Despite all the Eddie Redmayne‘s Norbit” articles that have popped today in synch with the debut of Jupiter’s Ascending, I suspect that Redmayne’s puppy-dog appeal will nonetheless prevail among Academy members. It doesn’t seem to matter to the rank-and-file, apparently, that Michael Keaton‘s Birdman performance is loopier, more primally anguished, more exposed…some kind of direct reflection of Keaton’s life and career, or the life and career of any 50-plus looking to get rolling again. People simply seem to like Redmayne more because they do. Because they want to muss his hair or something. Because his Theory of Everything performance as the wheelchair-bound Stephen Hawking…well, that’s almost the whole deal, isn’t it? The chair, I mean.

More often that not, it seems, chops and conviction are respected but not enough to win an acting Oscar. You need them, of course, but you also need a gimmick (weight gain, prosthetic nose, wheelchair) plus some kind of compelling backstage narrative.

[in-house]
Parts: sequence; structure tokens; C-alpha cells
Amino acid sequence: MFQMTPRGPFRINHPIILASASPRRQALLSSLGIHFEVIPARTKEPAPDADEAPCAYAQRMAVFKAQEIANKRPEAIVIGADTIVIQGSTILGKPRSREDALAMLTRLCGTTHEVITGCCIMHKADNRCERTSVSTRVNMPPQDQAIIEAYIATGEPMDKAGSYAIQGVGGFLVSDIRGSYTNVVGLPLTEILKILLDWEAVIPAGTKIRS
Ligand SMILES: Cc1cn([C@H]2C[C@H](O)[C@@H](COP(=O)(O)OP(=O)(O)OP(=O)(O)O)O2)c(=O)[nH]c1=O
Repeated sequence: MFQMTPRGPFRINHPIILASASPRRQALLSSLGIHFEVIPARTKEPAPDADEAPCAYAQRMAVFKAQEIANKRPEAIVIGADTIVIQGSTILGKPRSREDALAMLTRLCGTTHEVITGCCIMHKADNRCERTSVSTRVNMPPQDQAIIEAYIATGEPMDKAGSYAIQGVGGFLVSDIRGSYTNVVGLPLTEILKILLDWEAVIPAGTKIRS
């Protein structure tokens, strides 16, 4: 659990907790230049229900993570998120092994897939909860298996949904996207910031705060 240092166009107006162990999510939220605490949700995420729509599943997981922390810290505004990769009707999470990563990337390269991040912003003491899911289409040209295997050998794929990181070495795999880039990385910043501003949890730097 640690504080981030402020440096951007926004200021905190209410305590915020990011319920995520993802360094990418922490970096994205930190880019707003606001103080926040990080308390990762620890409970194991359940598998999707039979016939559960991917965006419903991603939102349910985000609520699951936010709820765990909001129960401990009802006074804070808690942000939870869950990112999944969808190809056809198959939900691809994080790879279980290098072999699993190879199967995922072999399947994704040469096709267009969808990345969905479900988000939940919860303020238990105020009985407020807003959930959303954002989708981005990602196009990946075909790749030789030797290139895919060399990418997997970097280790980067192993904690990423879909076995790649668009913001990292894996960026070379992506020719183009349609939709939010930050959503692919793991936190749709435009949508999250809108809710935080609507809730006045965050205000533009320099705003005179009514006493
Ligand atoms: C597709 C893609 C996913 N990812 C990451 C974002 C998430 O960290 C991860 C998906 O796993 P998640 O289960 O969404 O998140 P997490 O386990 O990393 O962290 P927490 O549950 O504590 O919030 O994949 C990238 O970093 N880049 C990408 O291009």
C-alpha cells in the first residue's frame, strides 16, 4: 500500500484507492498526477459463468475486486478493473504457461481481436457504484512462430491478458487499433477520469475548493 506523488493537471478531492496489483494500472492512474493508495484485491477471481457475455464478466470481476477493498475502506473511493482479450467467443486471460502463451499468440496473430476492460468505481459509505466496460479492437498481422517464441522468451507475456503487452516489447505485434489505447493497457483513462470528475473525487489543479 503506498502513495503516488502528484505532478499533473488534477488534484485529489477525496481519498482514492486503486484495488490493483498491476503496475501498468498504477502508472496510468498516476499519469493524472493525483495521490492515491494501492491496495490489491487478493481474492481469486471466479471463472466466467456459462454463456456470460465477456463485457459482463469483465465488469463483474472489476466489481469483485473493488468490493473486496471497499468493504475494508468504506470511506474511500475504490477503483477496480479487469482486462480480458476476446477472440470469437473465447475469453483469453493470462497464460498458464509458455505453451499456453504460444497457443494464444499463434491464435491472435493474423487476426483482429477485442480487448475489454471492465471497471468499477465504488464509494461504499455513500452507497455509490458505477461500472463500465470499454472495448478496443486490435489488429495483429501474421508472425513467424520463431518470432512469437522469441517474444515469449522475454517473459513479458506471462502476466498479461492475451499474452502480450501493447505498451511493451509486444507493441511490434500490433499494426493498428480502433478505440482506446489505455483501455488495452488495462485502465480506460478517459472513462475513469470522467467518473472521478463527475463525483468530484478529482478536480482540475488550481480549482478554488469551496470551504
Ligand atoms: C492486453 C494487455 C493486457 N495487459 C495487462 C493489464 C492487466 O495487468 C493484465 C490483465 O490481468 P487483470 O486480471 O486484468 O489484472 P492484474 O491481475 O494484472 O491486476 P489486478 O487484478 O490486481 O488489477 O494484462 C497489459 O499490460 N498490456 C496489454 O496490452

Except Redmayne, whose Theory performance is undeniably skillful and affecting, has no narrative to speak of. He’s suffered no setbacks, no twists or turns…he’s more or less just beginning. What Redmayne has, clearly, is personal charm, and he’s proven himself a master at turning it on. No Oscar nominee has worked the Academy/guild party circuit harder over the last three or four months.

On top of which, as I wrote three weeks ago, Redmayne and Mila Kunis or Channing Tatum are “just cogs in the Wachowski wheel.” Besides which the Norbit factor “only kicks in when an Oscar nominee is (a) the star of a late January or February release but more precisely when (b) the film reminds Oscar voters of the nominee’s true nature and inclinations. Redmayne is almost certainly fine. Not to worry.”

On the other hand if Keaton takes the Best Actor Oscar, Redmayne will have the Wachowskis and more precisely Warner Bros. distribution to thank. But I think he’ll make it through. The “Redmayne’s Norbit” thing has been tremendous fun. Even those who’ve dismissed its legitimacy have to admit the idea has caught on. But when Academy members decide they like someone, that’s pretty much it.